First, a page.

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Brian Wierima / Forum Communications Co., Published November 24 2012

Mahnomen wins Minnesota Class 1A state championship

MINNEAPOLIS – Entering the 2012 season, the Mahnomen Indians were considered one of the best Class 1A teams in Minnesota.

After Saturday, the Indians are officially the best after beating Bethlehem Academy of Faribault 20-14 inside the Metrodome for the Class 1A state championship.

The victory concludes a perfect season by No. 1 ranked Mahnomen, which finishes with a record of 14-0 and claims the school’s seventh state title.

“I told the kids before the game, to respect the tradition, you add to the tradition,” said Mahnomen head coach John Clark Jr., who also won his first state championship. “This was their time, their championship.”

The Indians didn’t use anything fancy to take down the Cardinals (11-4) by employing exactly what got them to the championship game – a strong rushing attack and a stingy defense.

“We basically ran two plays over and over, the veer and midline, and they couldn’t stop it,” said senior lineman Jacob Hedstrom. “This is due to 100-percent effort, we pride ourselves on doing the small details well.”

Senior quarterback Jacob Pavek added to his Mahnomen career by leading the Indians with 153 rushing yards on 23 carries and two touchdowns.

Over and over, Pavek and the Mahnomen offense picked up their third downs, with a conversion rate of 10 out of 15.

“It was all on the offensive linemen,” Pavek said of the team’s rushing success, which went for 288 yards on 60 carries. “On third down, we just executed well.”

Those third-down conversions led to long, drawn out drives, which usually ended in the end zone.

The first Indians scoring drive came on the first series of the game, which went for 10 plays and 76 yards. Pavek capped it with an 18-yard veer option touchdown.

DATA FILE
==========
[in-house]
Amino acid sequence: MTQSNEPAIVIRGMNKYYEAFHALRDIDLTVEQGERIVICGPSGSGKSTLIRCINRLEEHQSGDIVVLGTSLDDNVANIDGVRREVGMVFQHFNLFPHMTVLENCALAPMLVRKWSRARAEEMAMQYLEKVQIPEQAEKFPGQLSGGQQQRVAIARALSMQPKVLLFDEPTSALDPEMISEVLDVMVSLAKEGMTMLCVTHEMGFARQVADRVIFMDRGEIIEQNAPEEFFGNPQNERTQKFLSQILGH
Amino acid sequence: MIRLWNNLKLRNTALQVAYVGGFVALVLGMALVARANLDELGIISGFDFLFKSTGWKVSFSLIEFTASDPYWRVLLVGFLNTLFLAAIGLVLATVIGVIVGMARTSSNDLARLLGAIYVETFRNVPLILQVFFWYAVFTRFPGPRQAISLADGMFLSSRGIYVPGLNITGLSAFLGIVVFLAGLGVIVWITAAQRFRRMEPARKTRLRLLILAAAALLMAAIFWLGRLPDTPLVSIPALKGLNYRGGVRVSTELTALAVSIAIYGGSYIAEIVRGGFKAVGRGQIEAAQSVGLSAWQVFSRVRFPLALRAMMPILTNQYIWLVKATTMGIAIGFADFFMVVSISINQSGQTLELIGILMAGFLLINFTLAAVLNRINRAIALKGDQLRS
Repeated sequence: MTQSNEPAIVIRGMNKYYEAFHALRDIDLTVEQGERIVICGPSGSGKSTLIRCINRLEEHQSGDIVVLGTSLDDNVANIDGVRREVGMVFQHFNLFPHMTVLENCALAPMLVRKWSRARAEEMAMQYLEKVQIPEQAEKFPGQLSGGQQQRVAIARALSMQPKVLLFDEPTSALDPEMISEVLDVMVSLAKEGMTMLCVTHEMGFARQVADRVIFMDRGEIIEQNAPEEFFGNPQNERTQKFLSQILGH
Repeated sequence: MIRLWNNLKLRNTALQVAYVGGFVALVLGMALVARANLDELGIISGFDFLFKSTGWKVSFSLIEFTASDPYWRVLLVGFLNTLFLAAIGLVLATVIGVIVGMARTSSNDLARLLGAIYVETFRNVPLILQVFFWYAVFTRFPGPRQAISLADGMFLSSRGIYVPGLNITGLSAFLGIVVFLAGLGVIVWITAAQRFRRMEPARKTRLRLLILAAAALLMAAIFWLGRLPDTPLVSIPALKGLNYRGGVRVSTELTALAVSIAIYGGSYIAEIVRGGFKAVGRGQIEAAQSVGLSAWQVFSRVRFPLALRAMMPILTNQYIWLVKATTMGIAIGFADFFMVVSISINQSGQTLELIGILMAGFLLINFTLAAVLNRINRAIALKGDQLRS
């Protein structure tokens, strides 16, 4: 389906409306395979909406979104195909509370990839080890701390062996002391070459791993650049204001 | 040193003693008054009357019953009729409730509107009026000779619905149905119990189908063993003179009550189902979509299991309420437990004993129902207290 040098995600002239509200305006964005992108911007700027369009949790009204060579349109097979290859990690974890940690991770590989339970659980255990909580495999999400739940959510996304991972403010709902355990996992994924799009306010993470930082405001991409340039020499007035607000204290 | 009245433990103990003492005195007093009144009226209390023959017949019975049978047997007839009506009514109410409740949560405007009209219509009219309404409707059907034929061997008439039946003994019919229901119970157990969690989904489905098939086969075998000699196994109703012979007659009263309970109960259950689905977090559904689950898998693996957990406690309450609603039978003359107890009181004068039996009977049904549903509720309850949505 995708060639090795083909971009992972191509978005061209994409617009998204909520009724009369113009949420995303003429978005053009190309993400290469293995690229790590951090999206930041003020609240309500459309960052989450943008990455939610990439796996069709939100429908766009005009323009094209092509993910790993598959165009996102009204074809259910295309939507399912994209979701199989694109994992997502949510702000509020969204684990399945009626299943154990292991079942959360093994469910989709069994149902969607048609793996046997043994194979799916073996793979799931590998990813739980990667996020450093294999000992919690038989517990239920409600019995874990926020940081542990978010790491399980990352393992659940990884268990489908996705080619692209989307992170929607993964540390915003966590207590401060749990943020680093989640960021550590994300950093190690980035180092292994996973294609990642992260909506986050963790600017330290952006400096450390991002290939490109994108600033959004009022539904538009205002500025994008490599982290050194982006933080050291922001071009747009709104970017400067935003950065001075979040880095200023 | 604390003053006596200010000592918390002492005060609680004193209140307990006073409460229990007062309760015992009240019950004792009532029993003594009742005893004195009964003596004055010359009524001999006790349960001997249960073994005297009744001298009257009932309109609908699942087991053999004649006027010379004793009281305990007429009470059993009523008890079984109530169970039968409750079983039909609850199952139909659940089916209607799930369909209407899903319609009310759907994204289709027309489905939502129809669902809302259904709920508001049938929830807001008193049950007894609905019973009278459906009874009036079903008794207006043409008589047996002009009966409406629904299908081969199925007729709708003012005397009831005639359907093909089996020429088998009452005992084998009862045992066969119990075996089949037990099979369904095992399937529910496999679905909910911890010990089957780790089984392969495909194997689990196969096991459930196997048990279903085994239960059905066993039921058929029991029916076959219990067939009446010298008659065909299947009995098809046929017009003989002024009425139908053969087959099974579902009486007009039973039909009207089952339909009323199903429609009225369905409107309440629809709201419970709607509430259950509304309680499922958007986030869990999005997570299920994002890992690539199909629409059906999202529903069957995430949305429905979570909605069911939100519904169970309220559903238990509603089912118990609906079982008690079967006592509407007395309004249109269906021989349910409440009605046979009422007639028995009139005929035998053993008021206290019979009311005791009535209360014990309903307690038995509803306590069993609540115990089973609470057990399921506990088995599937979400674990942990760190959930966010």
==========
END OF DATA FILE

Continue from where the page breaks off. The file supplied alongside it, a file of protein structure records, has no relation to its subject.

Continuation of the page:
After a booming punt by the Cardinals landed Mahnomen on their own 4, the Indians carved out a near Prep Bowl record drive.

Mahnomen put themselves in third and short positions, as they converted four third downs and one fourth-and-2.

The drive ate up 96 yards, 19 plays and eight minutes, 44 seconds off the clock. The marathon of a drive was capped by a Pavek one-yard plunge to put the Indians up 14-0, after the two-point conversion pass to Nathan Hanson.

Overall, Mahnomen owned the time of possession, holding the ball for a grand total of 31:20, compared to Bethlehem Academy’s 16:40.

“Our plan was to play keep away from them,” Clark said. “In the first half, the kids executed well. Pavek just read the defense well and made the plays.”

Using the success of their rushing attack, Pavek read the defense perfectly on fourth and five by pulling back on a play action and hitting wide receiver Hanson in stride for a back-breaking 23-yard touchdown and a 20-7 advantage with 3:25 left in the fourth quarter.

The Indians were able to put the cuffs on the big-play Cardinal offense, limiting them to 148 rushing yards and 29 passing yards by Filzen.

“Our goal was to shut down their backs,” said Pavek, who also plays defensive end. “We needed to keep them hemmed in.”

Playing in the championship game last year was also an advantage by just knowing the routine of the day.

“Mahnomen has such a strong tradition, too, and playing in a game like this isn’t foreign to us,” Hedstrom said. “It’s just amazing winning it after being ranked number one for most of the year and going undefeated.

“Everyone wants to beat the best and we got everyone’s best. That made us better and now we are the best.”

BA 0 0 7 7–14

M 6 8 0 6–20

M–Pavek 18 run (run failed)

M–Pavek 1 run (Hanson pass from Pavek)

BA–Filzen 1 run (Stadler kick)

M–Hanson 23 pass from Pavek (pass failed)

BA–Angell 15 pass from Filzen (Stadler kick)

INDIVIDUAL STATISTICS

RUSHING: BA, Filzen 15-83, Langerud 11-48, Ruden 1-4, Siegfried 2-1, Clark 1-(minus-3). M, Pavek 23-151, Hoffner 21-70, Haugo 13-51, Penner 1-3, Team 2-0.

PASSING: BA, Filzen 4-7-0 29 yards. M, Pavek 2-5-2 23 43 yards.

RECEIVING: BA, Angell 2-18, Clark 2-11. M, Hanson 1-23, Schoenborn 1-20.

Wierima writes for the Detroit Lakes (Minn.) Tribune